Johnny Cash - Bitter Tears: Ballads of the American Indian

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Posted on Thu, 05/28/2015 - 5:50am
by Angie Spray

Member since: Sat, 01/03/2015

Release Type

Studio Album

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Album Overview

Bitter Tears: Ballads of the American Indian is a concept album and twentieth album released by singer Johnny Cash in 1964 on Columbia Records. It is one of several Americana records by Cash; as its title implies, the tracks on the album focus exclusively on the history of and problems facing Native Americans in the United States. Cash had been convinced that his ancestry included members of the Cherokee tribe, and this partly served as inspiration for recording Bitter Tears, but later on as he began researching his ancestry, he actually had no Cherokee ancestry, but Scottish, English, and Scots-Irish ancestry. Throughout the album, Cash concentrates on the harsh and unfair treatment of the indigenous peoples of North America. The album was included on the Bear Family Records box set Come Along and Ride This Train.


    1As Long As The Grass Shall Grow6:10

    Written-By: Peter LaFarge

    2Apache Tears2:34

    Written-By: Johnny Cash


    Written-By: Peter LaFarge

    4The Talking Leaves3:55

    Written-By: Johnny Cash

    5The Ballad Of Ira Hayes4:07

    Written-By: Peter LaFarge


    Written-By: Peter LaFarge

    7White Girl3:01

    Written-By: Peter LaFarge

    8The Vanishing Race4:02

    Written-By: Johnny Horton

    The songs were written in part by Cash himself and in part by Peter La Farge, with the final track credited to Cash and Johnny Horton. The first song, "As Long as the Grass Shall Grow", by La Farge, concerns the loss of Seneca nation land in Pennsylvania due to the construction of the Kinzua Dam in the early 1960s. The one single from Bitter Tears that was released was "The Ballad of Ira Hayes", which reached No. 3 on the Country charts; the song tells the story of Ira Hayes, a young Marine of Pima descent who participated in the flag raising on Iwo Jima and became an instant celebrity, only to die drunk and in poverty on the Gila River Reservation where he was born. Both compositions carry a common theme of portraying white Americans as villains bent on harming Indians, blaming them for diverting water from the Pima and patronizing Hayes in "The Ballad of Ira Hayes" and accusing the U.S. of breaking treaties out of sheer racism by constructing the dam in "As Long as the Grass Shall Grow."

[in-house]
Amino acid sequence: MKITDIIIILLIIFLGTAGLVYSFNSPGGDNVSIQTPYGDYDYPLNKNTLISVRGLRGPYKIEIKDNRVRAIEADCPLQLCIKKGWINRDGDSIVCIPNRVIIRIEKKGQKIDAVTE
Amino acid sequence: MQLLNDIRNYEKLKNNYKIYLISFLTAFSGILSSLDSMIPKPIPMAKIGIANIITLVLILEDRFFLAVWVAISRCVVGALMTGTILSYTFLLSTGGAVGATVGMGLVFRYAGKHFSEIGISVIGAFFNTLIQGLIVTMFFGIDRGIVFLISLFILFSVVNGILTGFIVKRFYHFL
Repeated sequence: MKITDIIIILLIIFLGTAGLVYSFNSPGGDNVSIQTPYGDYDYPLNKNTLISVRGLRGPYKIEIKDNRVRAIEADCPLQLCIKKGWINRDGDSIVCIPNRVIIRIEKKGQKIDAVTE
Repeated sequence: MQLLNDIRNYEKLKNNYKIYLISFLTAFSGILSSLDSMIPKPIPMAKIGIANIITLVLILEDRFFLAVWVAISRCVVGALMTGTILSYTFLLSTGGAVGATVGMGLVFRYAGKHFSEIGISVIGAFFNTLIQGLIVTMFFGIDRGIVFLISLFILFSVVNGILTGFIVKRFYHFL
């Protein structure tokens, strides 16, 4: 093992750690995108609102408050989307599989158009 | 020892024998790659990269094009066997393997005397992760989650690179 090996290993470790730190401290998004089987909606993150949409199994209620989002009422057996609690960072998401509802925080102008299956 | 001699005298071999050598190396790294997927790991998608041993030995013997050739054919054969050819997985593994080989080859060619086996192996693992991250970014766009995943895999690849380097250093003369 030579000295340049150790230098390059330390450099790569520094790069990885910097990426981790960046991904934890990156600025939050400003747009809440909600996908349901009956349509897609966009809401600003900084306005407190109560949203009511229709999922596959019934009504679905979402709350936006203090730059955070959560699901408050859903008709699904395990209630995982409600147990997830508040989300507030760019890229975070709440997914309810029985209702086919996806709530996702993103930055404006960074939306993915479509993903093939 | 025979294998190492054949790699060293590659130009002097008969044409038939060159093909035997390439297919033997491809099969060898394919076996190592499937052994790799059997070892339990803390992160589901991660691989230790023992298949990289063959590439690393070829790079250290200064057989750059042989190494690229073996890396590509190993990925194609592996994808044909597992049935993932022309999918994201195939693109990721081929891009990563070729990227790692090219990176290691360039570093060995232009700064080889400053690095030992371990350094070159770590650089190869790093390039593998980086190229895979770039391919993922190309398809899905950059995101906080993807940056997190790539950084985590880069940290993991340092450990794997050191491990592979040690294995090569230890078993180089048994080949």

Cash rerecorded "As Long as the Grass Shall Grow" decades later and released it on Unearthed with the lyrics altered to describe his relationship with and devotion to June Carter Cash; the track itself was a duet with the latter, making what ended up being one of her final recorded duets with her husband. In 2014 a tribute album Look Again to the Wind: Johnny Cash's Bitter Tears Revisited was released with contributions by Gillian Welch, Dave Rawlings, Emmylou Harris, Bill Miller and others.


    • Johnny Cash - Vocals, Guitar
    • Luther Perkins, Norman Blake, Bob Johnson - Guitar
    • Marshall Grant - Bass
    • W.S. Holland - Drums
    • The Carter Family - Vocal Accompaniment


    • Produced by: Don Law and Frank Jones
    • Cover Photo: Bob Cato
    • Reissue Producer: Bob Irwin
    • Digitally Mastered by: Vic Anesini, Sony Music Studios, NY (CD Reissue)
    • Liner Notes: Hugh Cherry


    Side I 1. United International Copyright Rep., Ltd. (ASCAP) 2. Johnny Cash Music, Inc. (BMI) 3. United International Copyright Rep., Ltd. (ASCAP) 4. Johnny Cash Music, Inc. (BMI) Side II 1. Edw. B. Marks Music Corp. (BMI) 2. Lazy L.F. Pub. Co. (ASCAP) 3. Lazy L.F. Pub. Co. (ASCAP) 4. Alborn Music Co. (BMI) ® "Columbia". Marcus Reg. Printed in U.S.A.



    Bitter Tears: Ballads of the American Indian - Wikipedia, the free encyclopedia : taken from -